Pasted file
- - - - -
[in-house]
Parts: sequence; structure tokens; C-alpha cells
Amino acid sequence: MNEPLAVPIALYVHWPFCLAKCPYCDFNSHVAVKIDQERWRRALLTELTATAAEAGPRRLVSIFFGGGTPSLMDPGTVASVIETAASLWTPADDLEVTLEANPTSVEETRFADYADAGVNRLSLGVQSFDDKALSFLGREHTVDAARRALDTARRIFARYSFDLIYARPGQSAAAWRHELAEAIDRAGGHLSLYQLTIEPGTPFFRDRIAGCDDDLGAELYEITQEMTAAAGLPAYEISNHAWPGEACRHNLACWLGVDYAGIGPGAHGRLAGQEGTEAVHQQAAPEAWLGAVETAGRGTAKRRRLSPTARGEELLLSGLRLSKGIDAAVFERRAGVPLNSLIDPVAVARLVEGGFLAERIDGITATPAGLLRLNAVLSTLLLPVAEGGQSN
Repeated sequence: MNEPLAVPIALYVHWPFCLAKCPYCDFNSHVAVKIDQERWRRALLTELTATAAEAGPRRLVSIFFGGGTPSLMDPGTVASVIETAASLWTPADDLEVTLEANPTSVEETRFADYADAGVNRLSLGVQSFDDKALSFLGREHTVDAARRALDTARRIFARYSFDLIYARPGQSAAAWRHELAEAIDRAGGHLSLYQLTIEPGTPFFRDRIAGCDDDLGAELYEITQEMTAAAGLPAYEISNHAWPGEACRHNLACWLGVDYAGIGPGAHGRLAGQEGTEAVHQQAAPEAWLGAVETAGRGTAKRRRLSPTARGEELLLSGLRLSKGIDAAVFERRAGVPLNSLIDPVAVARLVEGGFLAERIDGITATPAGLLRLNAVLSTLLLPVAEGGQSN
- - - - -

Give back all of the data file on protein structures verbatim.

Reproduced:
[in-house]
Parts: sequence; structure tokens; C-alpha cells
Amino acid sequence: MNEPLAVPIALYVHWPFCLAKCPYCDFNSHVAVKIDQERWRRALLTELTATAAEAGPRRLVSIFFGGGTPSLMDPGTVASVIETAASLWTPADDLEVTLEANPTSVEETRFADYADAGVNRLSLGVQSFDDKALSFLGREHTVDAARRALDTARRIFARYSFDLIYARPGQSAAAWRHELAEAIDRAGGHLSLYQLTIEPGTPFFRDRIAGCDDDLGAELYEITQEMTAAAGLPAYEISNHAWPGEACRHNLACWLGVDYAGIGPGAHGRLAGQEGTEAVHQQAAPEAWLGAVETAGRGTAKRRRLSPTARGEELLLSGLRLSKGIDAAVFERRAGVPLNSLIDPVAVARLVEGGFLAERIDGITATPAGLLRLNAVLSTLLLPVAEGGQSN
Repeated sequence: MNEPLAVPIALYVHWPFCLAKCPYCDFNSHVAVKIDQERWRRALLTELTATAAEAGPRRLVSIFFGGGTPSLMDPGTVASVIETAASLWTPADDLEVTLEANPTSVEETRFADYADAGVNRLSLGVQSFDDKALSFLGREHTVDAARRALDTARRIFARYSFDLIYARPGQSAAAWRHELAEAIDRAGGHLSLYQLTIEPGTPFFRDRIAGCDDDLGAELYEITQEMTAAAGLPAYEISNHAWPGEACRHNLACWLGVDYAGIGPGAHGRLAGQEGTEAVHQQAAPEAWLGAVETAGRGTAKRRRLSPTARGEELLLSGLRLSKGIDAAVFERRAGVPLNSLIDPVAVARLVEGGFLAERIDGITATPAGLLRLNAVLSTLLLPVAEGGQSN